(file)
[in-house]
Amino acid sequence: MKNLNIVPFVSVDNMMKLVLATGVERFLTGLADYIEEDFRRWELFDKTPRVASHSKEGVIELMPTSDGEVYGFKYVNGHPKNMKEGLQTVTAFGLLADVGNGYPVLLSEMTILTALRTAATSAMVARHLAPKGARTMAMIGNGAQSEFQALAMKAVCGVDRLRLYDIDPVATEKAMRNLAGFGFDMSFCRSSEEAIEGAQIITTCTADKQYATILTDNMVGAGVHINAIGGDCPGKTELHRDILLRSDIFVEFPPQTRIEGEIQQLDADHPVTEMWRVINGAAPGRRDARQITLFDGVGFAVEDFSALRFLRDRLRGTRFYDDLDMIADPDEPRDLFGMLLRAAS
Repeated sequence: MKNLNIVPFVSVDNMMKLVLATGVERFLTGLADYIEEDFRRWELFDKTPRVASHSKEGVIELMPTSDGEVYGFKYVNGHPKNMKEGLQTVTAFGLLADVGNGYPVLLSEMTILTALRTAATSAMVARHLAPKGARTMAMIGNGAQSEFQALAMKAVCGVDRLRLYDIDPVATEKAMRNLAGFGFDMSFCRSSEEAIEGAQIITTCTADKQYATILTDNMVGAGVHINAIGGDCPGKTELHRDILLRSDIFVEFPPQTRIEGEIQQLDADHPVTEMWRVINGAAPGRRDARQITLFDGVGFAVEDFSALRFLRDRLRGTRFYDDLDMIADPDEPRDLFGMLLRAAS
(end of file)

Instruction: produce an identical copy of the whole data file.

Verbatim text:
[in-house]
Amino acid sequence: MKNLNIVPFVSVDNMMKLVLATGVERFLTGLADYIEEDFRRWELFDKTPRVASHSKEGVIELMPTSDGEVYGFKYVNGHPKNMKEGLQTVTAFGLLADVGNGYPVLLSEMTILTALRTAATSAMVARHLAPKGARTMAMIGNGAQSEFQALAMKAVCGVDRLRLYDIDPVATEKAMRNLAGFGFDMSFCRSSEEAIEGAQIITTCTADKQYATILTDNMVGAGVHINAIGGDCPGKTELHRDILLRSDIFVEFPPQTRIEGEIQQLDADHPVTEMWRVINGAAPGRRDARQITLFDGVGFAVEDFSALRFLRDRLRGTRFYDDLDMIADPDEPRDLFGMLLRAAS
Repeated sequence: MKNLNIVPFVSVDNMMKLVLATGVERFLTGLADYIEEDFRRWELFDKTPRVASHSKEGVIELMPTSDGEVYGFKYVNGHPKNMKEGLQTVTAFGLLADVGNGYPVLLSEMTILTALRTAATSAMVARHLAPKGARTMAMIGNGAQSEFQALAMKAVCGVDRLRLYDIDPVATEKAMRNLAGFGFDMSFCRSSEEAIEGAQIITTCTADKQYATILTDNMVGAGVHINAIGGDCPGKTELHRDILLRSDIFVEFPPQTRIEGEIQQLDADHPVTEMWRVINGAAPGRRDARQITLFDGVGFAVEDFSALRFLRDRLRGTRFYDDLDMIADPDEPRDLFGMLLRAAS